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The Astonishing Elephant Hardcover – May 16, 2000

4.3 out of 5 stars 8 customer reviews

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The New York-bred journalist and television commentator Shana Alexander, who has written biographies of checkered-career socialites Bess Meyerson, Jean Harris, and Patty Hearst, may seem at first blush to be an unlikely student of Loxodonta africana and Elephas maximus. Yet she has been an attentive devotee of elephants since witnessing, on Easter Sunday 1962, the birth of a 225-pound elephant at the Portland Zoo, an event she covered for Life magazine--and one that captivated countless readers.

Elephant is an unabashed celebration of these mysterious creatures, whose closest living relatives are the dugong and the hyrax. "They have," Alexander writes, "essential nobility, grace, serenity, sagacity, loyalty and playfulness, a simple goodness, a lack of animosity--unless provoked." While, she admits, elephants can pose particular dangers to unwary humans (she recounts tales of circus trainers of her acquaintance, some of whom fell in action), they are too often the victims in any interaction with people. The elephant's fortunes have long been declining: where only a few thousand years ago several species roamed the earth, by 1980 the combined wild populations in Africa and Asia numbered fewer than 100,000 individuals.

Alexander writes with a light hand about the curiosities of elephantine biology and social life, among them the phenomena of musth, where young males challenge their elders; flehmen, that curious teeth-baring smile exhibited by so many mammals in the course of mating; and the uncanny ability of elephants to communicate with each other over great distances. Citing published reports and drawing on extensive interviews with scientists and conservationists over the last four decades, she champions the elephants' cause in an admirable and engrossing book. --Gregory McNamee

From Publishers Weekly

Set apart from other creatures in the animal kingdom by size, dexterity and emotional range, elephants have fascinated humankind for centuries. They've tantalized Alexander since 1962, when, on an assignment for Life magazine, she witnessed the first-ever elephant birth in an American zoo. This passionate book chronicles her three-decade obsession with the pachyderm. Following her curiosities down a seemingly random course, Alexander (whose previous books--Anyone's Daughter, for instance--were mostly biographies) explores humans' interest in the gentle monster, from cave paintings to ancient myths, from circus shows to scientific research. She tells of how 19th-century circus promoters regularly killed off the male elephants in their care, details the place of elephants in Hannibal's famous armies and profiles the scientists who have devoted their lives to learning about these creatures by, for example, analyzing gallons of their urine. Meanwhile, Alexander corrects common myths about elephants' character and culture--they have neither graveyards nor a fear of mice--and supplies in their place a series of equally astonishing truths (elephants communicate over miles at subaudible frequencies and resemble humans in their remarkable expressions of emotions, like grief and concern for others, and intelligence). Written in clear prose that mixes technical jargon with colloquialisms, this book is a stampede of emotion and information, and--though a bit disorderly--a gripping account of one species' obsession with another. 16-page photo insert not seen by PW. (May)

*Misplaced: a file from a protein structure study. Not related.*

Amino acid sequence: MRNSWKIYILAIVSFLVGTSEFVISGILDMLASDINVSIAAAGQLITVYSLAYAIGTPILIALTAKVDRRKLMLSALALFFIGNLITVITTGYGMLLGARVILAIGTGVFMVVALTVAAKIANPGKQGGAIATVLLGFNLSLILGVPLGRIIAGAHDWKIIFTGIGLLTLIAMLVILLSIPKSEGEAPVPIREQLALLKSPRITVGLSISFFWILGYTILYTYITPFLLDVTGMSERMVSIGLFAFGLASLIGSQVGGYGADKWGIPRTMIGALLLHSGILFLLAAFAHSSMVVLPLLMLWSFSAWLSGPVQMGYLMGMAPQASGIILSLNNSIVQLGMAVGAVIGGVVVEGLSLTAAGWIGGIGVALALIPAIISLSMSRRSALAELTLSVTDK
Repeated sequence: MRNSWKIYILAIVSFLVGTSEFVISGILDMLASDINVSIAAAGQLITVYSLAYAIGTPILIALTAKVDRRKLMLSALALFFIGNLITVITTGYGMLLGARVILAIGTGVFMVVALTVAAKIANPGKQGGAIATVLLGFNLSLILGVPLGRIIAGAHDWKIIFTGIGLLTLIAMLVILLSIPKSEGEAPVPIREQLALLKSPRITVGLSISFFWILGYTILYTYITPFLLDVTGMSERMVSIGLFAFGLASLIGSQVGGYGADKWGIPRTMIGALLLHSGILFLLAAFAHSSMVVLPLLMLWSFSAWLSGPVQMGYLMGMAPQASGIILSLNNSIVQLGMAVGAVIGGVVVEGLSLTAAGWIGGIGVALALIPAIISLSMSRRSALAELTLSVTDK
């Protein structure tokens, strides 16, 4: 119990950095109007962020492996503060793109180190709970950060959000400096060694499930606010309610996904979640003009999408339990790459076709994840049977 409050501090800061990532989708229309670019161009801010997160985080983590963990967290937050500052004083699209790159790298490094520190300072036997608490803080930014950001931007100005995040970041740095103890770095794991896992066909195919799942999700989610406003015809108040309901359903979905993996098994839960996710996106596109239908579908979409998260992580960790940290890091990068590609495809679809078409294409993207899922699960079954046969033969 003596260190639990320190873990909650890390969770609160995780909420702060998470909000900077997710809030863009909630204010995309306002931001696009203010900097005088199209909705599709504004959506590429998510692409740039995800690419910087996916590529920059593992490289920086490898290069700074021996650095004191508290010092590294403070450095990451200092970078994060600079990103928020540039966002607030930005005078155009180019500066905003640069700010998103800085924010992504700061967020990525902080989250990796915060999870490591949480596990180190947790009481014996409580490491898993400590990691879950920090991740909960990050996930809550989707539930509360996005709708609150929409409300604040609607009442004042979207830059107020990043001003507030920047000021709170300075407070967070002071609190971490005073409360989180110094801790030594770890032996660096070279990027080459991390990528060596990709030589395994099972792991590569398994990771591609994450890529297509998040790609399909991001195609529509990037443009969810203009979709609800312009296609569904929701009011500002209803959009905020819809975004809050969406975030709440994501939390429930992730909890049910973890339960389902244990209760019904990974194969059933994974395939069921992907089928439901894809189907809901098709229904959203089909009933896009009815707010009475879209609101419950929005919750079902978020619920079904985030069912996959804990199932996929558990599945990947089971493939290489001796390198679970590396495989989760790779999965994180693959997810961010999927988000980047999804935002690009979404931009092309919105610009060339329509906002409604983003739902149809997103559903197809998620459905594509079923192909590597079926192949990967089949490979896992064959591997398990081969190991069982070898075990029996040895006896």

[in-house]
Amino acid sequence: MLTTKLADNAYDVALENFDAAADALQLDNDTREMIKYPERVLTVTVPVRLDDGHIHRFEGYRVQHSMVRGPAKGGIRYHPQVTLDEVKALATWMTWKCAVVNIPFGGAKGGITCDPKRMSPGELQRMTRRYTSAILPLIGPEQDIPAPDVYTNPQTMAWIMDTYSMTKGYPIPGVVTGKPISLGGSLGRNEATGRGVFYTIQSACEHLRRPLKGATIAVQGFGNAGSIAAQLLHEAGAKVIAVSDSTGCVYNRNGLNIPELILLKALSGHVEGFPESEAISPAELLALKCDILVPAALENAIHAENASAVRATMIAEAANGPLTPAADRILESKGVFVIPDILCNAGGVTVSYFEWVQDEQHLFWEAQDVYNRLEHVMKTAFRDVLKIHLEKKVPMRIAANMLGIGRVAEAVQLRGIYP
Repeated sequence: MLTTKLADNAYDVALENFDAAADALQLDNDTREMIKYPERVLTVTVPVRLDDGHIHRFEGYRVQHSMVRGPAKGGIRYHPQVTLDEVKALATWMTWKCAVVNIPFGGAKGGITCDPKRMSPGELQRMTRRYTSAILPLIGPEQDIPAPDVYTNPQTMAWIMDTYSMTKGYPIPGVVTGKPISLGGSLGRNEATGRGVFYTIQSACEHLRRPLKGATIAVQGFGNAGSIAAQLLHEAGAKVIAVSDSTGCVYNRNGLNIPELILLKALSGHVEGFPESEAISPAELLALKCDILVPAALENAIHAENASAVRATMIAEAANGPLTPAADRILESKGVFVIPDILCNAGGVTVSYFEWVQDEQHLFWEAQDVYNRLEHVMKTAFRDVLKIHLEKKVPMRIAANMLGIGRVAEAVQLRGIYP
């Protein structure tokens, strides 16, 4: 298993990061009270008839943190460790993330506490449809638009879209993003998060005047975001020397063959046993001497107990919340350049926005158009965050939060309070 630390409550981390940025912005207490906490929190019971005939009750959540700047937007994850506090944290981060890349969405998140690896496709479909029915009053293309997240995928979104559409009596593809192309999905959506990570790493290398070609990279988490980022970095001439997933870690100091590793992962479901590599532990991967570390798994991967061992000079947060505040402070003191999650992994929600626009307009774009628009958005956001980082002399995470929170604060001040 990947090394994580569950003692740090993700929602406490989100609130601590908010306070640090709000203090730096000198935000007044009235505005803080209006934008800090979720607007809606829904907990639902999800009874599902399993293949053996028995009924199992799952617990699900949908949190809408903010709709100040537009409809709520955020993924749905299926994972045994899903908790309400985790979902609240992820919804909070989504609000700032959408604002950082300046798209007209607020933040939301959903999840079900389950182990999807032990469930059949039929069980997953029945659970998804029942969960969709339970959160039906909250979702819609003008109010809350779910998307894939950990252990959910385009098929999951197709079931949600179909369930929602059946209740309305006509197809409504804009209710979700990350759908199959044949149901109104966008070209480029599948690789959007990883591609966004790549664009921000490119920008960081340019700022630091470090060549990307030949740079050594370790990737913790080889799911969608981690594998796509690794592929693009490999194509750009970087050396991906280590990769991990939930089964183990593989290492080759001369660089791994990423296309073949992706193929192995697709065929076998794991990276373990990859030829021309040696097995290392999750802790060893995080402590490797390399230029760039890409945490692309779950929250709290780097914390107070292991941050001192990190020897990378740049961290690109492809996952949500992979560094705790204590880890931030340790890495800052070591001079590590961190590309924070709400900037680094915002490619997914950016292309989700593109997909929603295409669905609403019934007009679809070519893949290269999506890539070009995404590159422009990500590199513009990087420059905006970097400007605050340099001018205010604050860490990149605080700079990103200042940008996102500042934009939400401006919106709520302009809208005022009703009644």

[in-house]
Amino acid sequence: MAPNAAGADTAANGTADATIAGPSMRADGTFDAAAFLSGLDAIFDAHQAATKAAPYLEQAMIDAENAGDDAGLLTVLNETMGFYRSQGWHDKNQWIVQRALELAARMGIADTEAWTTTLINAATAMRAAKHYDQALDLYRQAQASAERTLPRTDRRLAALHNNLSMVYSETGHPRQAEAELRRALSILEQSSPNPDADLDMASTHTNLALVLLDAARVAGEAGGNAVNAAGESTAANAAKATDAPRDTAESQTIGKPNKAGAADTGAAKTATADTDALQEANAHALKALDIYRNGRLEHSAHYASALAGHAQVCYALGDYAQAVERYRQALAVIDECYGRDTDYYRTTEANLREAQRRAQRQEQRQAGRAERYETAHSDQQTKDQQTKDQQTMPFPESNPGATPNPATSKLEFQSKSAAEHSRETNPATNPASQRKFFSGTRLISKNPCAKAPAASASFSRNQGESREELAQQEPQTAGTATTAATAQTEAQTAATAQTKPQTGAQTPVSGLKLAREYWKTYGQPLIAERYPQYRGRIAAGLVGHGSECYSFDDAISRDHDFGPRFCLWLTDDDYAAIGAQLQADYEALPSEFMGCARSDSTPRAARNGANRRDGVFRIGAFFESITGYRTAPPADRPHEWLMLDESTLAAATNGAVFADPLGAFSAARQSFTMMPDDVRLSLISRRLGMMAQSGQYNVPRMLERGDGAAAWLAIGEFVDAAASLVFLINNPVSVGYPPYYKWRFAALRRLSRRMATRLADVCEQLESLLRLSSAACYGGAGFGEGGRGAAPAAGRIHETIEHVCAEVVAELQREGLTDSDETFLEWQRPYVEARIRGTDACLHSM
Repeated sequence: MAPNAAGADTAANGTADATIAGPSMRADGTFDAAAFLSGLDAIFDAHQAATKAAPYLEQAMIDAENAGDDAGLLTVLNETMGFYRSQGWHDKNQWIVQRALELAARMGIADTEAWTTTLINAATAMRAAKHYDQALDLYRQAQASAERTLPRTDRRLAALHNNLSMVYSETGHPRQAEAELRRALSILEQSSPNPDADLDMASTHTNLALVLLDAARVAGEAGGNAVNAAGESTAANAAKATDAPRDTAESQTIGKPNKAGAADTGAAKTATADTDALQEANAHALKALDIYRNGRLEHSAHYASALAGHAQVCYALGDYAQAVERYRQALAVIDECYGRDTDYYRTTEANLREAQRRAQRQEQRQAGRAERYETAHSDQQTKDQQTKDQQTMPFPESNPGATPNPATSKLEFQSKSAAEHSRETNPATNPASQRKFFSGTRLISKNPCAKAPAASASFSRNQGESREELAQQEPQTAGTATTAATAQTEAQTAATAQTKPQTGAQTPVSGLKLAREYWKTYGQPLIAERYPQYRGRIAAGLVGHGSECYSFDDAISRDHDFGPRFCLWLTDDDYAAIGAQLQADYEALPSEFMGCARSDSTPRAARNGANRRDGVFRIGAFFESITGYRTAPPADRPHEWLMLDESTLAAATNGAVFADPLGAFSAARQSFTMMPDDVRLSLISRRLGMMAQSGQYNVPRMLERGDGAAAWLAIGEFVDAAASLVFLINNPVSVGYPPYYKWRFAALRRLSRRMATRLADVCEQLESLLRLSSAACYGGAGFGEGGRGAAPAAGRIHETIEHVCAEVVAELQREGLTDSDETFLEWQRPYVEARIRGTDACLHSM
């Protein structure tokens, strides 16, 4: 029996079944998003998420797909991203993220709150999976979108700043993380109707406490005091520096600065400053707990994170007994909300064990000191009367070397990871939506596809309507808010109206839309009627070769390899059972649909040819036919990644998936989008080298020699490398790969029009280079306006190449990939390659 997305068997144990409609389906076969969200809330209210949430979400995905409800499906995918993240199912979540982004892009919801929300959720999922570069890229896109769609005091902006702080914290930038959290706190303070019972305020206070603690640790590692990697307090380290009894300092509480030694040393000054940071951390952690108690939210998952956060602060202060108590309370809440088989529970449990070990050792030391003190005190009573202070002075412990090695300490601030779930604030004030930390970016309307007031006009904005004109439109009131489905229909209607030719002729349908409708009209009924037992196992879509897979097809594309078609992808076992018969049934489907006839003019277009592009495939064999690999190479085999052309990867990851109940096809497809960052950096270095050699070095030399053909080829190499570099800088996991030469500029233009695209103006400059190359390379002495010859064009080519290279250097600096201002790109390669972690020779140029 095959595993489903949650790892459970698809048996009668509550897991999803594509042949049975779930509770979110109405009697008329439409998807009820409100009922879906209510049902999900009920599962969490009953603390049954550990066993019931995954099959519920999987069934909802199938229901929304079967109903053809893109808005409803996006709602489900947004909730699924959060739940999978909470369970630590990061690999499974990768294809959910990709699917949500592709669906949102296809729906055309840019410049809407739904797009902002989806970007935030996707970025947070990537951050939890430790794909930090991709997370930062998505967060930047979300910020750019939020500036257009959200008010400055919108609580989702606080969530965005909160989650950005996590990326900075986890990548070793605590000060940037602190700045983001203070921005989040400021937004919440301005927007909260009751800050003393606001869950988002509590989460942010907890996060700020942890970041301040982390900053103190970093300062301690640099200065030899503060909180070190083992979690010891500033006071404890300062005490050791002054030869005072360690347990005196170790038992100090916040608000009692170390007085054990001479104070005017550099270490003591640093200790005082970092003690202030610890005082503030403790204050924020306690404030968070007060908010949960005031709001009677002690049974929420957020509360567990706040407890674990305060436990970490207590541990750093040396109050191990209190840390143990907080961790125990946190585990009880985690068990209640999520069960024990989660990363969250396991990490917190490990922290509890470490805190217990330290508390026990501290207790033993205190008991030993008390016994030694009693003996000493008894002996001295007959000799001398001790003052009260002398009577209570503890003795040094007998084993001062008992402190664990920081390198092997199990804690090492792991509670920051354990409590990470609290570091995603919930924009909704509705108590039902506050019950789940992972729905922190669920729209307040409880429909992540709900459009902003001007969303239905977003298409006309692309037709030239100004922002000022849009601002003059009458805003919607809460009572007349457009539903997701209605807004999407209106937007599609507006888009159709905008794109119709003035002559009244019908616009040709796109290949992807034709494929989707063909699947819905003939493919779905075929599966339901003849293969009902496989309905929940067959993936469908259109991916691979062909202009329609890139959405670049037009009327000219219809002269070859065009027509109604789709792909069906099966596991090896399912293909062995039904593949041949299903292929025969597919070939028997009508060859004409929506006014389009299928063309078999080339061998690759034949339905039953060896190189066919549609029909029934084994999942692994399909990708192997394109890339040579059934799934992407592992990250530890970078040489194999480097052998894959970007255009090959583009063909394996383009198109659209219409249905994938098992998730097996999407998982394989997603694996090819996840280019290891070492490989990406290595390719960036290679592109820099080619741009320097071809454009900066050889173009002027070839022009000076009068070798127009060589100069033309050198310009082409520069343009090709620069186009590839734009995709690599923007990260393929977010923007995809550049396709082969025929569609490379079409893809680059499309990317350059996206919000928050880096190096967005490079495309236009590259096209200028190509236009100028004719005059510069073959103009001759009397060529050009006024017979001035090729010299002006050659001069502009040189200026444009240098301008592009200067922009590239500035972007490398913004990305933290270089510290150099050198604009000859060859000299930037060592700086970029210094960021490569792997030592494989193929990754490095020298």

Copyright 2000 Reed Business Information, Inc.

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Product Details

  • Hardcover: 320 pages
  • Publisher: Random House; 1 edition (May 16, 2000)
  • Language: English
  • ISBN-10: 0679456600
  • ISBN-13: 978-0679456605
  • Product Dimensions: 9.5 x 6.3 x 1.1 inches
  • Shipping Weight: 1.4 pounds
  • Average Customer Review: 4.2 out of 5 stars  See all reviews (8 customer reviews)
  • Amazon Best Sellers Rank: #1,673,294 in Books (See Top 100 in Books)

Customer Reviews

Top Customer Reviews

By Marilyn Dalrymple VINE VOICE on December 28, 2000
Format: Hardcover Verified Purchase
The Astonishing Elephant by Shana Alexander is educational, well researched and written, and an absorbing book. If you love animals, though, it is heartbreaking to learn how cruel and unfeeling the human animal can be toward our earthmates--the animals.